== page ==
Gift of faith

The solemn peal of church bells drifted across Orongo Park to a crowd of hundreds grandly dressed in a shining white garment at the Puna Kiore in Arutanga, Aitutaki in commemoration of the arrival of Christianity 200 years ago. An entourage of warriors followed close behind carrying a platform holding a large carving of a wooden Bible towards the Bicentenary Commemorative Stone at Orongo Park.

November

Those gathered join in to pay respect.  21112006

Pukapuka mourns fallen king

The Pukapuka community are mourning the death of their king Aliki Wolo, Pakitonga Tetio Kaitala Paulo Iti. Aliki Wolo, 81, passed away enroute to Rarotonga from Pukapuka. He was airlifted from the northern group island and referred to the Rarotonga hospital.

Covid booster shots secured

The Pfizer Covid-19 booster shots will be available from mid of December, says Te Marae Ora Minister of Health. The supply of the Covid-19 booster shots for the administration of the third dose will be arriving in Rarotonga on December 16.

World’s biggest boozers

Cook Islands has been crowned the highest consumer of alcohol per capita in the world. The findings come as no surprise to those who have been calling for a clampdown on excessive alcohol consumption in the country. Website visualcapitalist.com this week released its 2019 rankings finding the nation to “lead the world per capita consumption of alcohol, and by far the largest consumers in Oceania”. Cook Islands residents drink 13 litres (3.4 gallons) of pure alcohol annually, according to the report.

Covid forecasts ‘could be worse’

Covid-19 modeller professor Michael Plank says the projections that say Cook Islands will get 2400 infections and 10 Covid-19 deaths in a year could actually be worse. A public presentation held by Te Marae Ora Ministry of Health in Ngatangiia this week revealed in an event of a Covid-19 outbreak in the Cook Islands, the country could expect 2400 infections, 100 hospitalisations and 10 deaths.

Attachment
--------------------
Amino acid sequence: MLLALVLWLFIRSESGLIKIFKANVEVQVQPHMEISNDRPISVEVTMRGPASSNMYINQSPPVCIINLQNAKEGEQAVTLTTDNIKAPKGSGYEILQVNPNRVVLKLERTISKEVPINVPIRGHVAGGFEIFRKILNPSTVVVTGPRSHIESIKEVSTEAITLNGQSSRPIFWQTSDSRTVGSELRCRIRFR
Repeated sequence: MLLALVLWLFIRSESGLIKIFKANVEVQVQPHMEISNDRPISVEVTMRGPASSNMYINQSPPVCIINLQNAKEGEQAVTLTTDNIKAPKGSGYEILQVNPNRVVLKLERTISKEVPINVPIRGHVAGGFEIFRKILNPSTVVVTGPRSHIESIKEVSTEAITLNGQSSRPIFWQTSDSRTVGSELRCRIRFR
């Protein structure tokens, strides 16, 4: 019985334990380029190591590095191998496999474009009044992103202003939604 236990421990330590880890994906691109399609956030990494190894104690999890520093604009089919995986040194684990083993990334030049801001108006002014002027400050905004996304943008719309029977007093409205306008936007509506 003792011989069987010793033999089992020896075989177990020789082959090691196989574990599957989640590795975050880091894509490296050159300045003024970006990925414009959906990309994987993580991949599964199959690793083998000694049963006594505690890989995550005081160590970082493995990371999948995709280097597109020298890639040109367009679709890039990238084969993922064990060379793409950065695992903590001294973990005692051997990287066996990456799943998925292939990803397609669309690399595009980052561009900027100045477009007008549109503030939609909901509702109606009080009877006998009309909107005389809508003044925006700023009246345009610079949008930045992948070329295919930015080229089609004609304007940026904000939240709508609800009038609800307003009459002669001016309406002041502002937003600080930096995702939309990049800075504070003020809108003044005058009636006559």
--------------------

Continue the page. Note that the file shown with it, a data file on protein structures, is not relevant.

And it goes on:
Domestic violence figures

Reported incidents of domestic violence are looking to surpass 2020 figures with last month holding the highest monthly figure recorded in the past five years, Cook Islands Police say. Police received 40 complaints in October – all classified under statistical criteria as domestic violence. It was recorded as the highest monthly figure for more than five years.

Over 100 expats set

to receive PR status

Over a hundred people could become Cook Islands permanent residents before the end of the year, now that the Cook Islands Immigration Bill passed its third reading.  The Immigration Bill that deals with who is defined as a Cook Islander, who can enter the country and who can become a permanent resident was made Act in Parliament.

December

Covid-19 case

Te Marae Ora Ministry of Health confirmed the positive Covid-19 case detected in the managed isolation quarantine at the Edgewater Resort was a ‘historical case’ after the recent test returned a negative result. The 10 year old child who provided two “weak positive” Covid-19 test results after arriving in Rarotonga, has returned a negative result in his latest test. That means he’s not infectious and this is an historical case, Ministry of Health confirmed in a statement.

The people’s peaceful rally against the reopening of the nation’s borders in January 2022, passes through the Avarua town centre. 21120712

Protest against border reopening